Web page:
Marty Glickman was a Marine in the US Military during the Second World War. Monta Suzuki was a Lieutenant in the Japanese Imperial Navy. But before the war, they were 100-meter sprinters who competed in the 1936 Berlin Olympics.
Their countries had not gone to war yet. They did not even run against each other during the Olympics. But an encounter during a race in Paris after the Games in Germany connected them forever. At the end of the powerful HBO documentary, Glickman, the great American sports broadcaster, Marty Glickman, told this story of everlasting friendship between a Japanese and an American, who exchanged nothing more than a few words, a handshake and smiles. Here is how Glickman told the story.
After the Games, I ran in Paris. And there were two Japanese sprinters: Yoshioka and Suzuki. And as I dug my starting hole, I noted that in lane number one was Suzuki, and we smiled at each other. I liked him. He liked me. I could tell by the look in his eye. I won the race. Wykoff was second. Suzuki was third.
And as we jogged back to the starting line to put on my warmup clothes, I felt a tap on my shoulder, turned and there was Suzuki, extending his hand, those wonderful brown soft eyes smiling at me. He congratulated me. I didn’t speak Japanese. He didn’t speak English. That’s all there was. But there was an empathy between us.
I mentioned earlier I was a Marine during World War II. You know how Marines felt about the Japanese, particularly the Marines. Early in 1942, I read where on the landings in Luzon, a Japanese lieutenant, a former Olympian, was killed in those landings. And I, a Marine, cried. Can you imagine the feeling we had for each other? We’d known each other two minutes? Three? He was a Japanese soldat. I was an American marine, and I cried for him.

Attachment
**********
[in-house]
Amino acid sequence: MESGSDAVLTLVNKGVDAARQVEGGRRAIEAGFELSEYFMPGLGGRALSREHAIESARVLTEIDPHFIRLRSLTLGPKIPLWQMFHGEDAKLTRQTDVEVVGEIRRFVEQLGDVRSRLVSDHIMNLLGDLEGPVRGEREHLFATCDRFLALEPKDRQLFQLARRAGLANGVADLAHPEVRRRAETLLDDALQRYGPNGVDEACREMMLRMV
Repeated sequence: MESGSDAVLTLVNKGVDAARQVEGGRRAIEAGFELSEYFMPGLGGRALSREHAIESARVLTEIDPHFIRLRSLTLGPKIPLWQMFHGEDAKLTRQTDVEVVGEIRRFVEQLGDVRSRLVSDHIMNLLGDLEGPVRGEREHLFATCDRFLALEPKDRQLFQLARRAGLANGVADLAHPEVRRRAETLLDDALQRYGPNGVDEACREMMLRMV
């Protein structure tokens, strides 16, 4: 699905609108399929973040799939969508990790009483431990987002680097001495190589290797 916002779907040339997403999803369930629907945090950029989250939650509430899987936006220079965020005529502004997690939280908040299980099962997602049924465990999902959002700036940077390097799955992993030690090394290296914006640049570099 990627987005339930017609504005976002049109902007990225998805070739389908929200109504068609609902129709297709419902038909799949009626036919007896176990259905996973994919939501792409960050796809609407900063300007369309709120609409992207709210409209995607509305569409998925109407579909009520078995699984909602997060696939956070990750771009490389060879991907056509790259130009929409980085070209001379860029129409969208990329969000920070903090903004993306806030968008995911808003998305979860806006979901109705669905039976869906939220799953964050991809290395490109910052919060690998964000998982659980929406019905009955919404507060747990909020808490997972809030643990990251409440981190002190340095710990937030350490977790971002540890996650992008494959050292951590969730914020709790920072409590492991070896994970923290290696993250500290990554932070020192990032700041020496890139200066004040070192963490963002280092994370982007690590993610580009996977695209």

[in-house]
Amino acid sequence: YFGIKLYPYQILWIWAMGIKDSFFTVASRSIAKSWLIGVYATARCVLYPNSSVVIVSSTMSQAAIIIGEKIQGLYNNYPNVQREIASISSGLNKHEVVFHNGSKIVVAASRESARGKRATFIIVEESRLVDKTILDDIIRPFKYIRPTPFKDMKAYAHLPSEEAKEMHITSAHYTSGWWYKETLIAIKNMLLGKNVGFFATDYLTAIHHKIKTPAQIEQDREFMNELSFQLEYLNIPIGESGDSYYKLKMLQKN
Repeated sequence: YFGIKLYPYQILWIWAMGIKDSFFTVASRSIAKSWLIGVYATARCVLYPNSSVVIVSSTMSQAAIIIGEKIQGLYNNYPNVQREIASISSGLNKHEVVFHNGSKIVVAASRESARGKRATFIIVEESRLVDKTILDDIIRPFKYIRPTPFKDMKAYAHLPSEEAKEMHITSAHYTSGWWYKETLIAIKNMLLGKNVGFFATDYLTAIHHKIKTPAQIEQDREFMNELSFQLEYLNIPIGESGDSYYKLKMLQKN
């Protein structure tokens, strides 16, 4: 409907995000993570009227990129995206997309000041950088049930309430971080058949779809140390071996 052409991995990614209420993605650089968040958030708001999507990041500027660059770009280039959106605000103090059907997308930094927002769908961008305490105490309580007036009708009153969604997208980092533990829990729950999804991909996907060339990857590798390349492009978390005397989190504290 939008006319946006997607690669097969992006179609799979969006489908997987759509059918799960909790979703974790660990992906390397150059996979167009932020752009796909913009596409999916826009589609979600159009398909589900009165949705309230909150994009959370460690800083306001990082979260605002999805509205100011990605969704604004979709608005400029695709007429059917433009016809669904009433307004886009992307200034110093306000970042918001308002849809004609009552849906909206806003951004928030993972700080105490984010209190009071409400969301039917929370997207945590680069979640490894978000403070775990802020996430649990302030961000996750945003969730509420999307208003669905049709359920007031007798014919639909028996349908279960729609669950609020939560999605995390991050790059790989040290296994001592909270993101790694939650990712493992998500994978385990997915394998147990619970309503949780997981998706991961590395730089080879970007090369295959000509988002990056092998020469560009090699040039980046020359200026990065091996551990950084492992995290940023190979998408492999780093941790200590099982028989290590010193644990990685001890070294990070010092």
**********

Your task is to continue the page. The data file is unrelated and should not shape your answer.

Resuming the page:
That’s what athletics can do. That’s what sports can do. And it doesn’t have to be the Olympic Games. It could be the schoolyards. It could be the New York Knicks. That’s what sports is truly all about. Camaraderie. The love we feel for each other.
I grew up listening to Marv Albert broadcast New York Knicks basketball games, and I loved the smart, silky smooth delivery, and the shout of “Yes” that punctuated big baskets. But I learned recently in the HBO documentary, Glickman, that Albert, along with many of today’s seasoned play-by-play announcers in America, grew up listening to Marty Glickman.
If you’ve ever heard an announcer of a basketball game say things like “baseline”, “front court”, “drive the lane”, that was because Glickman said it first, credited with creating the blueprint of the basketball court in the mind’s eye of the radio listener. And if you ever heard the word “swish” by a broadcaster after seeing a ball fall through the hoop without hitting the rim, that is because Glickman said it first.
Marty Glickman is without a doubt a legend in the American sports broadcasting world. He was the voice of the Knicks, the football Giants and Jets, Yonkers Raceway, and a wide variety of sports for the fledgling cable network, Home Box Office (HBO).
But the general public is not as aware that Glickman was a great athlete and Olympian. He was not only an Olympian, he was one thrust into the tricky geo-politics of how to handle Nazi Germany in the 1930s, before World War II raged.
In 1936, at the Berlin Olympics, the US was heavily favored in the track sprints. With Jesse Owens (100 and 200-meter gold), Archie Williams (400-meter gold), Ralph Metcalfe (100-meter gold), Mack Robinson (200-meter silver), the US was able to win points in the geo-political PR battle over ideology by showing the world that a diverse America was a strong America. (Of course, black Americans at that time realized support from their government was far greater overseas than at home.)